March 31st, 2010 | No Comments | Posted in Marketing

by Kimberly Smith

The economy is sour, consumers aren’t buying, and the competitive landscape is mutating. From marketers everywhere we hear a collective “where to even begin?”

“Start with a company-wide deep breath, since it’s so hard to panic during a deep breath, and it’s conducive to thinking and creativity, too,” suggests Tim Berry, president of Eugene, OR-based Palo Alto Software.

He and a few other industry pundits—including Seth Godin, David Meerman Scott, Bryan Eisenberg, and Jonathan Salem Baskin—recently lent their advice for marketing smarter, and for less, in the down economy.

You’ll find their comments and more here in our quick list of the steps that marketers can immediately start taking to hone their programs and cut back on expenses.

Step 1: Get back to basics

When the going gets tough, the tough get down to business and figure out exactly where they are, how they got there, what it was that originally led them to their heyday, and how they might evolve those strategies to function through the current economy.

“These downturns are good for spurring us to step back away from the business and take that fresh look; it’s like an artist squinting to see the landscape differently,” said Berry.

His recommendations include setting aside time to do a thorough SWOT (Strengths, Weaknesses, Opportunities, Threats) analysis and answering vital questions, such as these:

  • What makes your company unique? What advantages do you have to leverage? Which challenges can be transitioned into opportunities? And is the company prepared to take on those challenges?
  • Where do you make the most profit? And where are your resources being spent? To what extent do those connect?
  • Are your products and promotions aligned with current market needs and expectations? What is the overall perception of your company and product in the marketplace? What are your customers saying?
  • What are your competitors’ strengths and weaknesses? How do competitor products and promotions compare with—and impact—your products and promotions?
  • Which is your most profitable customer segment? And which customers are you most likely to retain if the economy worsens? Are there alternate market segments that might now be better positioned for your products and services?
  • What are the current and foreseeable trends in your industry? Are there any emerging trends on which you may be able to capitalize? How might your value proposition be altered to reflect new trends and new consumer expectations?
  • How up-to-date is your marketing plan? How valid is the rationale behind your current marketing programs and promotions? Is your marketing accountable for results?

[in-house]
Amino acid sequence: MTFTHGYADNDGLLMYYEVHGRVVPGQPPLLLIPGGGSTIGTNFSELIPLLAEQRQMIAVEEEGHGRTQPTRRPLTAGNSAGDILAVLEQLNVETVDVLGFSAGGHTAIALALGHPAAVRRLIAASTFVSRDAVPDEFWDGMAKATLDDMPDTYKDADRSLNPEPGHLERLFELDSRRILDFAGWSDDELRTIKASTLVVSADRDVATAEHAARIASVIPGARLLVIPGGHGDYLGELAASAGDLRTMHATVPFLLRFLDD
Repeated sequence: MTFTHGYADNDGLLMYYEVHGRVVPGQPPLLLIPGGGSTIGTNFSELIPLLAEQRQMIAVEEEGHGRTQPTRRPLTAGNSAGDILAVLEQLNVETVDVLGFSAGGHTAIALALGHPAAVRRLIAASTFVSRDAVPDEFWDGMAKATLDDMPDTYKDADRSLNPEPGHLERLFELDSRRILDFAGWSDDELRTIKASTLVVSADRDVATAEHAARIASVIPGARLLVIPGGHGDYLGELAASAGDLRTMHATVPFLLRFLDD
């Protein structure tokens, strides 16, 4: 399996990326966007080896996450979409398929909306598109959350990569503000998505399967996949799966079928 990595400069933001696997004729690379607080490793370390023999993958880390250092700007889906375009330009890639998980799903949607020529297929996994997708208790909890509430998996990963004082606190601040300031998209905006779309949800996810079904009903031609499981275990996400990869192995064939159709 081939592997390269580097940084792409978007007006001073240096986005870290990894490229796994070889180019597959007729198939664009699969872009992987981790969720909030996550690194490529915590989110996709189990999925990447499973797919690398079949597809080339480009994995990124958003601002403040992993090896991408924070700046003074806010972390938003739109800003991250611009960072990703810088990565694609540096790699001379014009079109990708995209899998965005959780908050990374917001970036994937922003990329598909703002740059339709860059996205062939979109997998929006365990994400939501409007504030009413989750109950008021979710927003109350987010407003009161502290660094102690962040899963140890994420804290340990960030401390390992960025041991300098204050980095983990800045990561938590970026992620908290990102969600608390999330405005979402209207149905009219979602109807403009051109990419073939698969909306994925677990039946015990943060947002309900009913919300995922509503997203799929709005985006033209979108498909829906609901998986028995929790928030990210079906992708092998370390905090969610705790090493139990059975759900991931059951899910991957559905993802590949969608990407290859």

Your SWOT analysis won’t necessarily paint a pretty picture, but if you go about it honestly you’ll gain a much clearer view on where you should be focusing your efforts.

Step 2: Let the data be your light

As businesses realize that this economic downturn is not some minor blip that will soon correct itself, marketers must reconcile with the fact that things have changed for the long term, and so must they.

And as we begin the process of determining what to keep and what to cut from the old “game plan,” it is important to realize that this is not the time for guessing or playing favorites with campaigns of sentimental value. It’s time to put our trust in cold, hard data—for real this time.

“The days of propagating brand image into the cosmos are long gone…. Marketers need to find ways to map behaviors against desired outcomes, [and figure out] what actions will lead targets to buying things,” offered Jonathan Salem Baskin, marketing strategist and author of Branding Only Works on Cattle. “Think about shortening, or making more direct, the connection between marketing expenditure (or tactic) and some demonstrable behavior evidenced by the target customer or consumer.”

Bryan Eisenberg, analytical-marketing consultant and author of Teaching Your Cat to Bark, said one of the biggest mistakes companies make is collecting the data but not analyzing it or leveraging it to make improvements.

“Companies need to understand not only how to get the data but also what to do with it, and that takes work,” he explained. “It’s a four-letter dirty word, but ultimately it is the key to being successful.”

For example, women’s clothing retailer Intermix (the subject of this week’s premium case study), was able to increase multichannel revenue 9% from June 2008 to January 2009 by doing just that—repeatedly digging into the numbers to identify unique customer segments and the specific offers that appealed to each group individually.

“Execution is not a one-time event,” Eisenberg advised. “Execution is something you have to do on a regular basis. There’s always something that can be improved, and it’s about finding the biggest hole, patching it, and doing that relentlessly.”